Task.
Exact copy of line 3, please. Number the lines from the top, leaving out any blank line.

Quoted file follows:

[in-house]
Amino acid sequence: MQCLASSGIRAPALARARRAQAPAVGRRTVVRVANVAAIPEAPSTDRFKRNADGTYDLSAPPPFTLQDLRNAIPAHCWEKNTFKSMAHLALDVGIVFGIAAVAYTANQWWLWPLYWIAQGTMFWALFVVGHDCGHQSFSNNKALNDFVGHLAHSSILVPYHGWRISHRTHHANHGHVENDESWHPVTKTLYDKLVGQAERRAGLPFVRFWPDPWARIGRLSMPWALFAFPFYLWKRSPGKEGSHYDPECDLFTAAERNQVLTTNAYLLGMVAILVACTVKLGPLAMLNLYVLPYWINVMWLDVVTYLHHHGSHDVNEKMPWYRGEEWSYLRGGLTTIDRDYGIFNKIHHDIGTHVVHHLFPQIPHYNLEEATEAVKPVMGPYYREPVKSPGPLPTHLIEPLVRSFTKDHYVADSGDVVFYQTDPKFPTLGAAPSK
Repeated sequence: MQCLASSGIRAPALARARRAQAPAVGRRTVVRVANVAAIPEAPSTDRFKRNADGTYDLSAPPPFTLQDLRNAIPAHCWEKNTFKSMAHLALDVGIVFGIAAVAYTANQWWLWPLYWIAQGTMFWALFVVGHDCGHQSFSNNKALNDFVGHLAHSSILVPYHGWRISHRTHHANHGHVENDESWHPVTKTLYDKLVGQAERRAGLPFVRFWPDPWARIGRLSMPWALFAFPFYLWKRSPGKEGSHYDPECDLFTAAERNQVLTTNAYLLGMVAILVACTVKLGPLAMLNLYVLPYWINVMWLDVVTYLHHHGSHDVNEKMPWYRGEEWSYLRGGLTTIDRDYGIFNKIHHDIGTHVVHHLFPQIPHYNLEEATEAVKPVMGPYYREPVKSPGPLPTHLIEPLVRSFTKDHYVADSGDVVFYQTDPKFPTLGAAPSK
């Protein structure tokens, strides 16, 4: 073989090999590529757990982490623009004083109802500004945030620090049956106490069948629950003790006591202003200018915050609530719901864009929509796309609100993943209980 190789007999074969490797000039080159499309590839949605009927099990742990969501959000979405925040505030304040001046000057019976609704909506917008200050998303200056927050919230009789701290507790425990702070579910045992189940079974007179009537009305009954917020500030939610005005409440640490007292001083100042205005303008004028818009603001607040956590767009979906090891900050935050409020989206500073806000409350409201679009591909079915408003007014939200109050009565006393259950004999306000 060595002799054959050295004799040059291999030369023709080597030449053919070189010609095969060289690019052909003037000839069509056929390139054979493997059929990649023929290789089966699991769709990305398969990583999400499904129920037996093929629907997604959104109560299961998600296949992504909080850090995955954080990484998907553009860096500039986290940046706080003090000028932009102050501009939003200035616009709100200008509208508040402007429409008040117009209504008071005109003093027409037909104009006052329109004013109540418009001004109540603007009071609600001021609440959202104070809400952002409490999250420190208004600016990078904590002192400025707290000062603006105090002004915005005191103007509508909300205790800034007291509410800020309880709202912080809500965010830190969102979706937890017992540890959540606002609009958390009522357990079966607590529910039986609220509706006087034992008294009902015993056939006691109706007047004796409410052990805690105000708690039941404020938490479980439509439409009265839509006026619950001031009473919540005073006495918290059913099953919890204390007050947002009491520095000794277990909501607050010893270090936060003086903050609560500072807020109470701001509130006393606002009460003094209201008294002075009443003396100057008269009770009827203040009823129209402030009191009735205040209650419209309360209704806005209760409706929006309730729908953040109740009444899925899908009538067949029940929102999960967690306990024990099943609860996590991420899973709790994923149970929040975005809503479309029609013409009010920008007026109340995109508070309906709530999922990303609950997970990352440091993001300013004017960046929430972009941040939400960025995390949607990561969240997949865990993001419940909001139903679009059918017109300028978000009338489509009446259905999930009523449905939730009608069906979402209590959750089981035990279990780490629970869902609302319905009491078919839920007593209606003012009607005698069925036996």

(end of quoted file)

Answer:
Repeated sequence: MQCLASSGIRAPALARARRAQAPAVGRRTVVRVANVAAIPEAPSTDRFKRNADGTYDLSAPPPFTLQDLRNAIPAHCWEKNTFKSMAHLALDVGIVFGIAAVAYTANQWWLWPLYWIAQGTMFWALFVVGHDCGHQSFSNNKALNDFVGHLAHSSILVPYHGWRISHRTHHANHGHVENDESWHPVTKTLYDKLVGQAERRAGLPFVRFWPDPWARIGRLSMPWALFAFPFYLWKRSPGKEGSHYDPECDLFTAAERNQVLTTNAYLLGMVAILVACTVKLGPLAMLNLYVLPYWINVMWLDVVTYLHHHGSHDVNEKMPWYRGEEWSYLRGGLTTIDRDYGIFNKIHHDIGTHVVHHLFPQIPHYNLEEATEAVKPVMGPYYREPVKSPGPLPTHLIEPLVRSFTKDHYVADSGDVVFYQTDPKFPTLGAAPSK